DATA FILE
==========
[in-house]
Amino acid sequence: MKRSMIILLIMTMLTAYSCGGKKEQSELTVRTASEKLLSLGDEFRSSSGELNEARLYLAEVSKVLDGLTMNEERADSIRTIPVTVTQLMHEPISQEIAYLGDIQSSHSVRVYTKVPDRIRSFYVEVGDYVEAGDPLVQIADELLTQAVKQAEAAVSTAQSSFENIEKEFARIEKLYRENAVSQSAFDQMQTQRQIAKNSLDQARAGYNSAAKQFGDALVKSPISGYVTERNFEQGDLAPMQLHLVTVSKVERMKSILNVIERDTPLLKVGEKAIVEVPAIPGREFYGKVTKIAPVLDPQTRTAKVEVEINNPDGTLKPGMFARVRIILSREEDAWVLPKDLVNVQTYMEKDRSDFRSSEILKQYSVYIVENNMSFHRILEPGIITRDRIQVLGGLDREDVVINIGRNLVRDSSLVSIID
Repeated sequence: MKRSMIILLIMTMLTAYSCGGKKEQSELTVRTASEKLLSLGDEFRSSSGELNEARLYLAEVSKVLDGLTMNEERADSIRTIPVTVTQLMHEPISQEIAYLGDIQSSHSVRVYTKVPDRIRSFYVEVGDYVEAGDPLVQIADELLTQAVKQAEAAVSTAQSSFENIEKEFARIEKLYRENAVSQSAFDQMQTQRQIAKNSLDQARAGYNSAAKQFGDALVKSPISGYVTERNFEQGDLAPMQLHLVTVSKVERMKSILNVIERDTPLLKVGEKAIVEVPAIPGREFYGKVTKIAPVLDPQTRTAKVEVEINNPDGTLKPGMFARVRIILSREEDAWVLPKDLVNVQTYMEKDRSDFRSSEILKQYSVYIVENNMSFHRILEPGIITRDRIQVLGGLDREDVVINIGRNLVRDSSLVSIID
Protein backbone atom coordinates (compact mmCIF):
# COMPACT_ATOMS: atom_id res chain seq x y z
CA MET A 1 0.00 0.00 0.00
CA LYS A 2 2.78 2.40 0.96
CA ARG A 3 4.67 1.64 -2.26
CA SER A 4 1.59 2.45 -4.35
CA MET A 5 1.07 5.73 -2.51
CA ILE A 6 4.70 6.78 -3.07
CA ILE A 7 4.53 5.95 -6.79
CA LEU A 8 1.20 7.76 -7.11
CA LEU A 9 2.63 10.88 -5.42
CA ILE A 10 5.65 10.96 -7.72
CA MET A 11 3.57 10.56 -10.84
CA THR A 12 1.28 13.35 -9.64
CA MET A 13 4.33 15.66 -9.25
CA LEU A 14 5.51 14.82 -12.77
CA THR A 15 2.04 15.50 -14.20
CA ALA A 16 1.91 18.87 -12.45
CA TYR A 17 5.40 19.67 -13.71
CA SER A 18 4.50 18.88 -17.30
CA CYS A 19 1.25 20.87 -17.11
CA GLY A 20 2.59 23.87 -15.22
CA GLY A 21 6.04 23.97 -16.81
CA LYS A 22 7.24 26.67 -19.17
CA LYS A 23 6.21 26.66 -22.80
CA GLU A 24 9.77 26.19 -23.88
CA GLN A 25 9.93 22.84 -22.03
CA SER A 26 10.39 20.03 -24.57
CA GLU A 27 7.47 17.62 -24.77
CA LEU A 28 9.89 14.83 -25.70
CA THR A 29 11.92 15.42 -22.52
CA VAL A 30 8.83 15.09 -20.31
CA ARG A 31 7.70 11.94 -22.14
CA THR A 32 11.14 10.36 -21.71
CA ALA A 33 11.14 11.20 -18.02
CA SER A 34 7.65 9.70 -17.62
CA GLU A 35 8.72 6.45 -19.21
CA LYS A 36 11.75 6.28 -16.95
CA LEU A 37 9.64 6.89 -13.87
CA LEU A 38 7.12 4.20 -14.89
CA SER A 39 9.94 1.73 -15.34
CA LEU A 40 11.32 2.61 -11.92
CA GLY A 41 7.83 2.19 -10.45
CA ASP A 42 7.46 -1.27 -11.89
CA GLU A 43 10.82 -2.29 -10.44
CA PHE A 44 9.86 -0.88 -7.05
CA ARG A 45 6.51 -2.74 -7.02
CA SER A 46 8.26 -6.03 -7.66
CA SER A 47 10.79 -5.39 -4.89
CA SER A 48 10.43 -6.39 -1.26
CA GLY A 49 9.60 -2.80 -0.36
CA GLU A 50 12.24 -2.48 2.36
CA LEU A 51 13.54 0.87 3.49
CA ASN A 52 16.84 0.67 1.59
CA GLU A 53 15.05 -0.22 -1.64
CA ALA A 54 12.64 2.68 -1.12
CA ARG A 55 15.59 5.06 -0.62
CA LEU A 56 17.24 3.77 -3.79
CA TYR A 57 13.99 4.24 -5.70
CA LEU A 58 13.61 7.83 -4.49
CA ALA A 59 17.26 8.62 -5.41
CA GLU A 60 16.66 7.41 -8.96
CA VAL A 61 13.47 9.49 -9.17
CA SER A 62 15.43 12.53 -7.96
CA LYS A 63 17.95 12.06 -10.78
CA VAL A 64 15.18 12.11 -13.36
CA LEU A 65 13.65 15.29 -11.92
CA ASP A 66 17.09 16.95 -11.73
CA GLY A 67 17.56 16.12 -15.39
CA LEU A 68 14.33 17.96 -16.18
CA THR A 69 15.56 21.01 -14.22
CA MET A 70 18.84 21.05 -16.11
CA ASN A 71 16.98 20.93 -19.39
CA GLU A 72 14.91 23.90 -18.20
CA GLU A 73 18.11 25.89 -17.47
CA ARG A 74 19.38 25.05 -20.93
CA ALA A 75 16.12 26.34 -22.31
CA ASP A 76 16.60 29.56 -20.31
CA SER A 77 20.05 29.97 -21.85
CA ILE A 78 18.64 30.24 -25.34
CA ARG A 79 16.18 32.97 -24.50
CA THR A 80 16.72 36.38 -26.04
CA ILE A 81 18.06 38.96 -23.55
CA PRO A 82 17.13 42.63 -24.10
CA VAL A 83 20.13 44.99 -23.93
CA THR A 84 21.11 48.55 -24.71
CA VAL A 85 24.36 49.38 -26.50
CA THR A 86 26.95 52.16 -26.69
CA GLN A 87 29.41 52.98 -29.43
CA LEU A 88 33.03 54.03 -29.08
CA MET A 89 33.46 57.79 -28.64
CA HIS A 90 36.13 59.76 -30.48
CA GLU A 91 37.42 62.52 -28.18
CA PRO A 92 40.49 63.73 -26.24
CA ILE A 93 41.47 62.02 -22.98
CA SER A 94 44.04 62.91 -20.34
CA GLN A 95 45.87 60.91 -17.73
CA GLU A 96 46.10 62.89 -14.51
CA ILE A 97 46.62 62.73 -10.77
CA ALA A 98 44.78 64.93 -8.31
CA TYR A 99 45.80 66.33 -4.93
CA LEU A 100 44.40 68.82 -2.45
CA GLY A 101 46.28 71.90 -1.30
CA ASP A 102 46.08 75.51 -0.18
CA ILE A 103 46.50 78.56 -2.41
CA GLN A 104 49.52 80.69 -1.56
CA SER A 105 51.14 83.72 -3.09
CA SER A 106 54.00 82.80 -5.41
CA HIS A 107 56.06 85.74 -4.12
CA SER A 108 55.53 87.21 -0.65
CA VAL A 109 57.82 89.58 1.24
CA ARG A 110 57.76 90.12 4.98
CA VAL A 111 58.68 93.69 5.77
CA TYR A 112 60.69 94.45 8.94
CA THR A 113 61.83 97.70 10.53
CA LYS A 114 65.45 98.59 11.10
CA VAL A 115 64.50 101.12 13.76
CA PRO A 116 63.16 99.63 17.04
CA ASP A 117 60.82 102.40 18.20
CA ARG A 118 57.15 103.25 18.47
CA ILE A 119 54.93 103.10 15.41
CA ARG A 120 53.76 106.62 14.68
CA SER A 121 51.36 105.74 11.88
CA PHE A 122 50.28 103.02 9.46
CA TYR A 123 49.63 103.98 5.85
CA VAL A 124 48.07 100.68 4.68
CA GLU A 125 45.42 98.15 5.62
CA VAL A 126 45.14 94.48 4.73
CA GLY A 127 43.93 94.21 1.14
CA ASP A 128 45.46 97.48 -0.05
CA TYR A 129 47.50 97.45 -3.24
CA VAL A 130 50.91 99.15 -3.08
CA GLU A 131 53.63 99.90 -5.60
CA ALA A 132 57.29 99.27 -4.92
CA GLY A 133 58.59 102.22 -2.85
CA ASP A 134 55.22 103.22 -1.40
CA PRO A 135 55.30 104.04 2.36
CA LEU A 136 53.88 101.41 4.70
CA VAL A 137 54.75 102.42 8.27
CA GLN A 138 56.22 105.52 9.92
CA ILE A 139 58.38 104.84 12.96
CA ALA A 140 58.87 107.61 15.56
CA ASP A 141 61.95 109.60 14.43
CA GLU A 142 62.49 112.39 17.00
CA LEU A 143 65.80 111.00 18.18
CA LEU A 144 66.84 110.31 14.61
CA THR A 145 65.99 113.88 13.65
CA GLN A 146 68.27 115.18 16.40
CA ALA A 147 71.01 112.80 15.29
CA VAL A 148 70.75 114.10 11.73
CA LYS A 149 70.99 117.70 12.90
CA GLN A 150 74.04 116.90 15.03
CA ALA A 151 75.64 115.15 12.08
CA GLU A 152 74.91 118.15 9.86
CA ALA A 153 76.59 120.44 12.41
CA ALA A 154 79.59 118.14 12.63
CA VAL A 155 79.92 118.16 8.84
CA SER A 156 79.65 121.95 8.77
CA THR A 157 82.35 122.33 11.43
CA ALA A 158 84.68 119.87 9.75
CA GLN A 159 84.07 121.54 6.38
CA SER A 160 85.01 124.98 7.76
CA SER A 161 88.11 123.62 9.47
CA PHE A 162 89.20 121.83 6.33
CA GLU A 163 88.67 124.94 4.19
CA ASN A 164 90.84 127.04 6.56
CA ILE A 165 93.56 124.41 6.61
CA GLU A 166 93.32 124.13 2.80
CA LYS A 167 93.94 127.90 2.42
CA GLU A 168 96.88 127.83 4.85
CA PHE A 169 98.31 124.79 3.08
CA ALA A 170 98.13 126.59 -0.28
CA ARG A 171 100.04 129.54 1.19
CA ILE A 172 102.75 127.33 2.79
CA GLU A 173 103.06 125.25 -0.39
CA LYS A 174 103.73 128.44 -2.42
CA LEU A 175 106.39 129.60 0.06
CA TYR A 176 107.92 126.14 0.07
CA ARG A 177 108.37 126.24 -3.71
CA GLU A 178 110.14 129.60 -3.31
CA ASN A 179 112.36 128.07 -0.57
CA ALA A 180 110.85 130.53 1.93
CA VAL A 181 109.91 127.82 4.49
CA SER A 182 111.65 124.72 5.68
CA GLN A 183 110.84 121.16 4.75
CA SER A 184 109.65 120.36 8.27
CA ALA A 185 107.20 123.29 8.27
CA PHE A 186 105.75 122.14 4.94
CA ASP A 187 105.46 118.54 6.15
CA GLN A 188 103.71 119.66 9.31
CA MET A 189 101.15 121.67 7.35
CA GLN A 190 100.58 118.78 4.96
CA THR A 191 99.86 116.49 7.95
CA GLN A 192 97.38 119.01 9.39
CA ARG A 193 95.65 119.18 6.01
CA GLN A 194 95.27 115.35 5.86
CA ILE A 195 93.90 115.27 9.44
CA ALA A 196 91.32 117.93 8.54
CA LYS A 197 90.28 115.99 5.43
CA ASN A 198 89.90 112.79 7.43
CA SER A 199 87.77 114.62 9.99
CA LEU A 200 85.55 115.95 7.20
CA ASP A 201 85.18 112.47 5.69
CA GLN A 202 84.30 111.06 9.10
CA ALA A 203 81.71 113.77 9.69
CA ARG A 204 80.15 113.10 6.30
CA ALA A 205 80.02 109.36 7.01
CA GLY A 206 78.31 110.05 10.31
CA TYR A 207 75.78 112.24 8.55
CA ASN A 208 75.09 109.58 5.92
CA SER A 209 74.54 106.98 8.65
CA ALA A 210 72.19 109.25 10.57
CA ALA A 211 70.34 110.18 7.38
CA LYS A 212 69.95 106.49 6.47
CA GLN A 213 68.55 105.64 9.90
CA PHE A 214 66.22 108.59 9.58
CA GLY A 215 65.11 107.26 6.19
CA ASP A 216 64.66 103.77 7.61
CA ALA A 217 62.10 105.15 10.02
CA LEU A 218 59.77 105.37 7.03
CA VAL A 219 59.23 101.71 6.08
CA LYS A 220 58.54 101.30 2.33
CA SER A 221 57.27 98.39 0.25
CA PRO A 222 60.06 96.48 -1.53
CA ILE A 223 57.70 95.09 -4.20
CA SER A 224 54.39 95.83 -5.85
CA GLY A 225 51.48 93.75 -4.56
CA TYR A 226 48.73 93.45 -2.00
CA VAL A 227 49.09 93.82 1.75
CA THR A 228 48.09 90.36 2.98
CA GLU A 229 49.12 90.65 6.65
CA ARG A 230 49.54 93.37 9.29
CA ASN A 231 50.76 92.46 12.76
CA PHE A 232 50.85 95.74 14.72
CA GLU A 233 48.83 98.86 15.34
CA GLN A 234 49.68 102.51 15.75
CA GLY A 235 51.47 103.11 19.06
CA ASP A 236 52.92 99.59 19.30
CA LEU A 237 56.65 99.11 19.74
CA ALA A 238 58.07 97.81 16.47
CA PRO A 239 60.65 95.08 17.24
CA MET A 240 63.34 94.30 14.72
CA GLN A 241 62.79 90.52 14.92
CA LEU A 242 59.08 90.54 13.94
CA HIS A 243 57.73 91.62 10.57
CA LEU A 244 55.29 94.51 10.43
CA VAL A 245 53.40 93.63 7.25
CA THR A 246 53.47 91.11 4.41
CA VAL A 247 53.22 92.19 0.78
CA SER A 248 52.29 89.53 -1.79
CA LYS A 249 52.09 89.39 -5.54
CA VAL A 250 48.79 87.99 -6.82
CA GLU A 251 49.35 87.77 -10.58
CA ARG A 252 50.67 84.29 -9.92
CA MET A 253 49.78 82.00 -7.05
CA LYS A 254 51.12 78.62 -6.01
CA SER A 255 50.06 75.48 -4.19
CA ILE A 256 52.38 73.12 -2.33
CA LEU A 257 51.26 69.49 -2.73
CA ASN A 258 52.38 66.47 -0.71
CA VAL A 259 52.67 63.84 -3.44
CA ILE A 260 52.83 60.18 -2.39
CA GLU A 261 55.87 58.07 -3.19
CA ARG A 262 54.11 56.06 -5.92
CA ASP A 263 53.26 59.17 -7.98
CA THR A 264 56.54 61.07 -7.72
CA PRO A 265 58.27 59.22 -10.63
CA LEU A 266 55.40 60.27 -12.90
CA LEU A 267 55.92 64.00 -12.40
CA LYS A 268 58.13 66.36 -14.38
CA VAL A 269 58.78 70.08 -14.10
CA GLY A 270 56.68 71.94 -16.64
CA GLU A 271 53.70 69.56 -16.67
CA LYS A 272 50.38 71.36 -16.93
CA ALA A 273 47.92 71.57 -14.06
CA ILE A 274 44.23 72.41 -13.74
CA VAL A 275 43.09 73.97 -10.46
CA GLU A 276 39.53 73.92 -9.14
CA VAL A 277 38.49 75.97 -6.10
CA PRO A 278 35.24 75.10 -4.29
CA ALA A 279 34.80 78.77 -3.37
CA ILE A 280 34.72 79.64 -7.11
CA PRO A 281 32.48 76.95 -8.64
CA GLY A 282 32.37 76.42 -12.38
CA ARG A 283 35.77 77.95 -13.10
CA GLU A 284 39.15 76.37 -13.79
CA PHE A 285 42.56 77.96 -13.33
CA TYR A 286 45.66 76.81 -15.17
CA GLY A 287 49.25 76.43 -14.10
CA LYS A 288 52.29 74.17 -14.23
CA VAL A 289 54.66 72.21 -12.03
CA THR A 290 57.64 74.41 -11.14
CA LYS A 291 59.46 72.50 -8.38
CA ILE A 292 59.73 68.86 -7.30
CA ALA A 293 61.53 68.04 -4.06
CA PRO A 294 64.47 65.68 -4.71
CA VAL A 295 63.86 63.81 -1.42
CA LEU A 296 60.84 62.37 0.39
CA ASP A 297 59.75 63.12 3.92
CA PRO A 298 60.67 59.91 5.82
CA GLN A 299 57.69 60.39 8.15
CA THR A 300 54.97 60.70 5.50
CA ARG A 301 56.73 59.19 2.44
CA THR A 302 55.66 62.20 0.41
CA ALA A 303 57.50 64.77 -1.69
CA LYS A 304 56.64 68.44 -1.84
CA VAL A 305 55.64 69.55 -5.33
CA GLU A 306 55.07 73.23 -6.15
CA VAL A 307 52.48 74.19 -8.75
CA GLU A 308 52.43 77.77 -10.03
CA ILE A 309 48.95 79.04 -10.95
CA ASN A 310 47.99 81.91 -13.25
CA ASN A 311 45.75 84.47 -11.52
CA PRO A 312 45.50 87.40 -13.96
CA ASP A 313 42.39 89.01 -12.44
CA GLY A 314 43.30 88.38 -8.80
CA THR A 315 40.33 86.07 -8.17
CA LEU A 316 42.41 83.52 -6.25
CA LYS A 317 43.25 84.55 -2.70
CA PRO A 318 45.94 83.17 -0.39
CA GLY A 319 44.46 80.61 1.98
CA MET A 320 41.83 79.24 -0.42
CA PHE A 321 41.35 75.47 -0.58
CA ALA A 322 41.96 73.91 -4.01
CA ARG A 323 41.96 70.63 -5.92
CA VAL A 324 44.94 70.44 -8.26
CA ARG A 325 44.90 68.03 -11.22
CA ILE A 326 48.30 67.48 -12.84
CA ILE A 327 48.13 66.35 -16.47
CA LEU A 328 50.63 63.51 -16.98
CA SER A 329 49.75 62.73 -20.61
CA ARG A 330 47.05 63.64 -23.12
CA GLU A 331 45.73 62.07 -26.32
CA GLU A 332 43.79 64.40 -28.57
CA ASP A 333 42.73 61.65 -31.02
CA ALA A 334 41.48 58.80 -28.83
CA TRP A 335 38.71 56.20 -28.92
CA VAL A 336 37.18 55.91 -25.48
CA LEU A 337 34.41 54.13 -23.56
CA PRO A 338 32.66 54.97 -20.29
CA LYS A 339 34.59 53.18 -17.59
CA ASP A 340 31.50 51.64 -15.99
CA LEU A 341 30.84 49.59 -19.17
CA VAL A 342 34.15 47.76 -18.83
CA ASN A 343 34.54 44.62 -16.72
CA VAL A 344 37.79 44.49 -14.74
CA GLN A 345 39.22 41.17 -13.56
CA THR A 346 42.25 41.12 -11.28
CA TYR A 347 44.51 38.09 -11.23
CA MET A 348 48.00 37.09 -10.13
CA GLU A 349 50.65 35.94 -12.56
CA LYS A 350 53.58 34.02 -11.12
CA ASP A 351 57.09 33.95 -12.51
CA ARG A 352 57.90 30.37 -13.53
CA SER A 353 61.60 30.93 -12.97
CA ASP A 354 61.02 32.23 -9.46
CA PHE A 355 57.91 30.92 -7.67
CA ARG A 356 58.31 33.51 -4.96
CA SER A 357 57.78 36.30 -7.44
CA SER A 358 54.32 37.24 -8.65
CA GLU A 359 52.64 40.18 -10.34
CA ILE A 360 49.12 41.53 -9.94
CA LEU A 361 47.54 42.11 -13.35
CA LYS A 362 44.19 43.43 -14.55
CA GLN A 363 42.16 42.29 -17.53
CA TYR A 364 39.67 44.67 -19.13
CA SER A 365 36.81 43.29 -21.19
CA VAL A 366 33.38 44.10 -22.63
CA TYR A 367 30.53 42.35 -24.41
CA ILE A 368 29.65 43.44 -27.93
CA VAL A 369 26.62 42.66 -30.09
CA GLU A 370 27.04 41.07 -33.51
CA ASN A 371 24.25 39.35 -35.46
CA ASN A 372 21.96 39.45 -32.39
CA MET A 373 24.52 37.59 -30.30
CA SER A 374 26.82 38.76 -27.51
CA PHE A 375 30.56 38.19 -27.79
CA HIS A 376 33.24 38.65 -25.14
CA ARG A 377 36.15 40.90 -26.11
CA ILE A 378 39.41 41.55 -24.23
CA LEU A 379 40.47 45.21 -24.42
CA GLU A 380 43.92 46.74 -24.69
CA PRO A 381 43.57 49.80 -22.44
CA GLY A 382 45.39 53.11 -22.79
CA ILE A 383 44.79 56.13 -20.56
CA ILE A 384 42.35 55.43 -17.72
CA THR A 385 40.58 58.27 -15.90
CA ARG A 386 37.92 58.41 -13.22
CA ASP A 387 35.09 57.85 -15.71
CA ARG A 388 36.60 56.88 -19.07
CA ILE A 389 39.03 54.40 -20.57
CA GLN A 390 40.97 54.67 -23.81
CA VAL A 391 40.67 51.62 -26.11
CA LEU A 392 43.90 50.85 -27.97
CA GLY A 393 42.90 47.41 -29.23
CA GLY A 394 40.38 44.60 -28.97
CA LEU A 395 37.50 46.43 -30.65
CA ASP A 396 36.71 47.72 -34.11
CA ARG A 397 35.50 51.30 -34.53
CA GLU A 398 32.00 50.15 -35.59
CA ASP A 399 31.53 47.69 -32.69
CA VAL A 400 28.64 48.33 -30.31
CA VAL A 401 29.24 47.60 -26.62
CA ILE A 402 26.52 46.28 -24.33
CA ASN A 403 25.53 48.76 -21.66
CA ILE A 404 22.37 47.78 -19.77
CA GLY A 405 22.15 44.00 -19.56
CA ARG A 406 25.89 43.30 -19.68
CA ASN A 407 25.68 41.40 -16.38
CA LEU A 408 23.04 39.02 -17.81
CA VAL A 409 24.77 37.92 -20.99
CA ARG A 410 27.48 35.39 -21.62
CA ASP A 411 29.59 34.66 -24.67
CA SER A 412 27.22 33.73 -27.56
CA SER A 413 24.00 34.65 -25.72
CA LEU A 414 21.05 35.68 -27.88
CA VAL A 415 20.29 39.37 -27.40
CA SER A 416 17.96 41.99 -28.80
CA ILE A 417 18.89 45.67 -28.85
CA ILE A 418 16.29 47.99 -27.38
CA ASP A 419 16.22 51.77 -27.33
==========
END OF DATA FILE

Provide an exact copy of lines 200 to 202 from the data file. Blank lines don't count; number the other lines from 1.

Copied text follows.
CA ILE A 195 93.90 115.27 9.44
CA ALA A 196 91.32 117.93 8.54
CA LYS A 197 90.28 115.99 5.43